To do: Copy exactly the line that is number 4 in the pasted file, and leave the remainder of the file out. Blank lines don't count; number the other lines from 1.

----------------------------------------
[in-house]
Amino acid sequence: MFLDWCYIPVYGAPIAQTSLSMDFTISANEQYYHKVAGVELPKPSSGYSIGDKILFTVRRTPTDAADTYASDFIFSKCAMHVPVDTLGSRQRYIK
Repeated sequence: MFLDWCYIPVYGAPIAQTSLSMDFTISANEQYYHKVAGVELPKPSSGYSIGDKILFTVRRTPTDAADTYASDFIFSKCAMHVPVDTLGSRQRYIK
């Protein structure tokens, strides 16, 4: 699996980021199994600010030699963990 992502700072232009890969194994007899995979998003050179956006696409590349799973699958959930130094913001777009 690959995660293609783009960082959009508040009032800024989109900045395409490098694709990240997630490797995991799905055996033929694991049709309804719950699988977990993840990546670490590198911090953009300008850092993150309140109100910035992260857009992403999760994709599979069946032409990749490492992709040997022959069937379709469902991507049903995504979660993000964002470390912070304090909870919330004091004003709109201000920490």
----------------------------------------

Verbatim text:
């Protein structure tokens, strides 16, 4: 699996980021199994600010030699963990 992502700072232009890969194994007899995979998003050179956006696409590349799973699958959930130094913001777009 690959995660293609783009960082959009508040009032800024989109900045395409490098694709990240997630490797995991799905055996033929694991049709309804719950699988977990993840990546670490590198911090953009300008850092993150309140109100910035992260857009992403999760994709599979069946032409990749490492992709040997022959069937379709469902991507049903995504979660993000964002470390912070304090909870919330004091004003709109201000920490």